School Officials Wrong to Censor Student’s T-Shirt

Sophie Thomas

Black t-shirt worn by eighth-grader Sophie Thomas for her class photo. (Sophie Thomas)

Public school officials at Clermont Northeastern Middle School in Owensboro, Ohio, apparently need a lesson on the First Amendment in schools.

According to The Washington Post, school officials airbrushed to remove the word “Feminist” from a black  t-shirt worn by eighth-grader Sophie Thomas for her class photo.

The U.S. Supreme Court proclaimed in Tinker v. Des Moines Independent Sch. Dist. (1969) that students do not “shed their constitutional rights to freedom of speech or expression at the schoolhouse gate.”  Under Tinker, public school officials can prohibit student speech only if they can reasonably forecast that the shirt would cause a substantial disruption of school activities or invade the rights of others.

Thomas had worn the t-shirt before to school without any incident – making it difficult to see how the t-shirt could be considered disruptive of school activities or invasive of the rights of others.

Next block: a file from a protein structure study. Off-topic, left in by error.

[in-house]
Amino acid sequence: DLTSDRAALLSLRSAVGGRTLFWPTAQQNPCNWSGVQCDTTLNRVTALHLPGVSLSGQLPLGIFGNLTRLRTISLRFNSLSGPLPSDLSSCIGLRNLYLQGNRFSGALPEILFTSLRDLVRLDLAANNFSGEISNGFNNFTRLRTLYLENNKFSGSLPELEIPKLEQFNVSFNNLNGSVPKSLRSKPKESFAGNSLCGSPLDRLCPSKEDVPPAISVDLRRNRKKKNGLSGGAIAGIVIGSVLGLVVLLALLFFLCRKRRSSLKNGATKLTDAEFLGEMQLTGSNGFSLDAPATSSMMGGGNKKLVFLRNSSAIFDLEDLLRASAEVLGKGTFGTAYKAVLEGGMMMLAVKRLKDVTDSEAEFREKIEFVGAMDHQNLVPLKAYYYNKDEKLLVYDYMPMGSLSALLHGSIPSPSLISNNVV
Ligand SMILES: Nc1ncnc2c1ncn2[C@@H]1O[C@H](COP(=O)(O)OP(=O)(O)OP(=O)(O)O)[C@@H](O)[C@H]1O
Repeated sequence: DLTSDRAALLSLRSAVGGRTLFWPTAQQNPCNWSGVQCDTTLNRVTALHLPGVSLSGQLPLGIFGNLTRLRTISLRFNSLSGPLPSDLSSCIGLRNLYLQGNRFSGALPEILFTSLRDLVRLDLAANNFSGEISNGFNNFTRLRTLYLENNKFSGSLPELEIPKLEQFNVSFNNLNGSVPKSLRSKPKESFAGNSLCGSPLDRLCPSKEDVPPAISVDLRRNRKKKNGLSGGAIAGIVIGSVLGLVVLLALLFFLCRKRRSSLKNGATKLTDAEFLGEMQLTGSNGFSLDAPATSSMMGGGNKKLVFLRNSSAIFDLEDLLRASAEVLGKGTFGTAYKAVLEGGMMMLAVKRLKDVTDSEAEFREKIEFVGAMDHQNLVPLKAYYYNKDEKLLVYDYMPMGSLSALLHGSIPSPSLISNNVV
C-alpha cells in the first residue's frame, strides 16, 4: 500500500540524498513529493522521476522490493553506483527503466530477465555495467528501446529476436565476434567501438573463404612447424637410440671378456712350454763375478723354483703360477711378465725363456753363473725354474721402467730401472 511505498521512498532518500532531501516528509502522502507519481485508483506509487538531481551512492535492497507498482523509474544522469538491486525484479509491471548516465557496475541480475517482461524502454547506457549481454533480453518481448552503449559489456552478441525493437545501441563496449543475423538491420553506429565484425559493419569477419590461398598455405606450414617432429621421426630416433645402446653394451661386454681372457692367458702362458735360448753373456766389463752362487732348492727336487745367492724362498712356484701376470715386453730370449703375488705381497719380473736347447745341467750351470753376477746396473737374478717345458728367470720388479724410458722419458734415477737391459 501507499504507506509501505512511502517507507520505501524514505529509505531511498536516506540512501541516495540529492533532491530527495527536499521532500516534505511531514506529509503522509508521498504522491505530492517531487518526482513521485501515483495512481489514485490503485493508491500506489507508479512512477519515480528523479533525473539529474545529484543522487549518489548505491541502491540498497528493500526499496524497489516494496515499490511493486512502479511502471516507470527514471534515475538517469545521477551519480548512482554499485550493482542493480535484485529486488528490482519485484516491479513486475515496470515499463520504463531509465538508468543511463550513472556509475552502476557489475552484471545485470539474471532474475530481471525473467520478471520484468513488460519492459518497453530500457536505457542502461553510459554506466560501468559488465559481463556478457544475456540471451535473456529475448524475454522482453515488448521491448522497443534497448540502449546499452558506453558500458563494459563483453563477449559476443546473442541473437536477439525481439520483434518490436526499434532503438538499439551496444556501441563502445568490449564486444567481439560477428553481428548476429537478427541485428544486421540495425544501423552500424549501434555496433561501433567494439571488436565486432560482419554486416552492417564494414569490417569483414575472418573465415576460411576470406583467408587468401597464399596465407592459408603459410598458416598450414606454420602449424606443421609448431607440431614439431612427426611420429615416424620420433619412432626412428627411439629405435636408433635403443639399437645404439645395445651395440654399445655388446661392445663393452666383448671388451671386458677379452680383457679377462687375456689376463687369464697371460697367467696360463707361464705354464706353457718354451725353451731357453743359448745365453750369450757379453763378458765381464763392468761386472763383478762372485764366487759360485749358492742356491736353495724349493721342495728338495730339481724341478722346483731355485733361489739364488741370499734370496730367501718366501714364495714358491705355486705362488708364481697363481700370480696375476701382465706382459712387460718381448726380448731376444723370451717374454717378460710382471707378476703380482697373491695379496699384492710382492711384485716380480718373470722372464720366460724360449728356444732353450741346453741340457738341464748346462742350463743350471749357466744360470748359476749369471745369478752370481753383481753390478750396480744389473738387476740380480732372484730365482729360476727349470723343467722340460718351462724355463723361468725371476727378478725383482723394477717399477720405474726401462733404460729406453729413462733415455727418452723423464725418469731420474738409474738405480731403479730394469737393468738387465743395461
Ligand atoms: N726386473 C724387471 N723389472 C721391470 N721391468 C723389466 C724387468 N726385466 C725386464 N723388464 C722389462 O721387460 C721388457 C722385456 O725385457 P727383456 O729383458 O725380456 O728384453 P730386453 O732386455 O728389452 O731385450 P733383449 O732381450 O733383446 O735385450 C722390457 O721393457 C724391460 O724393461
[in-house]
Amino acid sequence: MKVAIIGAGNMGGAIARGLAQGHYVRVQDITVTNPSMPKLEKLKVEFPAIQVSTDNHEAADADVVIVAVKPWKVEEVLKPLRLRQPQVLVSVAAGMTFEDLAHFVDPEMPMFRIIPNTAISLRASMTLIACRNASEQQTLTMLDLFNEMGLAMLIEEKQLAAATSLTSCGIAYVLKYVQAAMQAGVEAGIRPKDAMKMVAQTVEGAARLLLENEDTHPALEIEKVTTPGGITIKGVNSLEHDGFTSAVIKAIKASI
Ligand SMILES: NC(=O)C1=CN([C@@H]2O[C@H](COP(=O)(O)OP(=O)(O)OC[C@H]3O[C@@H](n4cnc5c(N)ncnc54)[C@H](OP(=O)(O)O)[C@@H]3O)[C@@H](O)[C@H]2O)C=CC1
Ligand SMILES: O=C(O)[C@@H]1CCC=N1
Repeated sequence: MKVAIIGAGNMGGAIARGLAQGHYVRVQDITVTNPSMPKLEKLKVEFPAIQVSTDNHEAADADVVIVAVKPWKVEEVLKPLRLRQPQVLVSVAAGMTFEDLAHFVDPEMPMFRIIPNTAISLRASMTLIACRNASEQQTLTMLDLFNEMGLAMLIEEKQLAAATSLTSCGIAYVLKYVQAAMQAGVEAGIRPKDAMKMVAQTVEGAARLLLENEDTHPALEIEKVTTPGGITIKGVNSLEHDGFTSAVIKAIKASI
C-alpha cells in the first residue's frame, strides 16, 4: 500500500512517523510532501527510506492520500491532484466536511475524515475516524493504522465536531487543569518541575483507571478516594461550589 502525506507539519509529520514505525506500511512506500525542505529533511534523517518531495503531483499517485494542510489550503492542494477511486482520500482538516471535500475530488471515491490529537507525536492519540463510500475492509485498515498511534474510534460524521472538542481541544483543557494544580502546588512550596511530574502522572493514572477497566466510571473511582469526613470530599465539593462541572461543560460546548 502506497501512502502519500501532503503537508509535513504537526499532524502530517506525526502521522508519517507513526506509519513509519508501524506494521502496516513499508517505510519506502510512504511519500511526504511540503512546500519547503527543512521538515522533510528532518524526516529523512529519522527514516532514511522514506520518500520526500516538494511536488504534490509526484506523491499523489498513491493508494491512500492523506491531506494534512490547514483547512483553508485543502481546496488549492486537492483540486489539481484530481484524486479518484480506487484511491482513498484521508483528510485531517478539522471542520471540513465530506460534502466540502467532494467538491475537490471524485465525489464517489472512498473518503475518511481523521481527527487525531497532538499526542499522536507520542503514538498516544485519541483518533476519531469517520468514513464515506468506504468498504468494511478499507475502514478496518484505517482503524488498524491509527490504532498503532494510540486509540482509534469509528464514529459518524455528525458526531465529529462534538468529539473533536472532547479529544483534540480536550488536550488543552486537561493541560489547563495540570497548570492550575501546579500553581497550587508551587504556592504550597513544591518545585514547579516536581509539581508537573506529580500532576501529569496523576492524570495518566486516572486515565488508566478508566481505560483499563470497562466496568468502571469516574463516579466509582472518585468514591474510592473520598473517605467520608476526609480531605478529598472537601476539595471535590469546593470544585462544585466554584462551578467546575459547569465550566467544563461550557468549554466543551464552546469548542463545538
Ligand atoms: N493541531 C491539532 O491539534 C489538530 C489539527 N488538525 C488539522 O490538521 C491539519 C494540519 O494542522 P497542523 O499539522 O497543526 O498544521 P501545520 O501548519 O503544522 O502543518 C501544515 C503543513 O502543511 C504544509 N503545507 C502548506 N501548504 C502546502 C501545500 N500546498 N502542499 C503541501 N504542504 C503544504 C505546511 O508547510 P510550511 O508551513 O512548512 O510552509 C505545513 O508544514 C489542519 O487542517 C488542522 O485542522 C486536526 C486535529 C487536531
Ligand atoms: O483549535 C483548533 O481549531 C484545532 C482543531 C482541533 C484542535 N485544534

This sounds instead more like what the Supreme Court warned about in Tinker – “undifferentiated fear or apprehension of disturbance.”    Or it could be that school officials may have been offended somehow by the word “Feminist” or simply considered it too controversial.

It’s difficult to see how the word “Feminist” is offensive or controversial. – but even if so, the First Amendment protects all sorts of offensive and controversial speech.

David L. Hudson Jr. is the First Amendment Ombudsman for the Newseum Institute.

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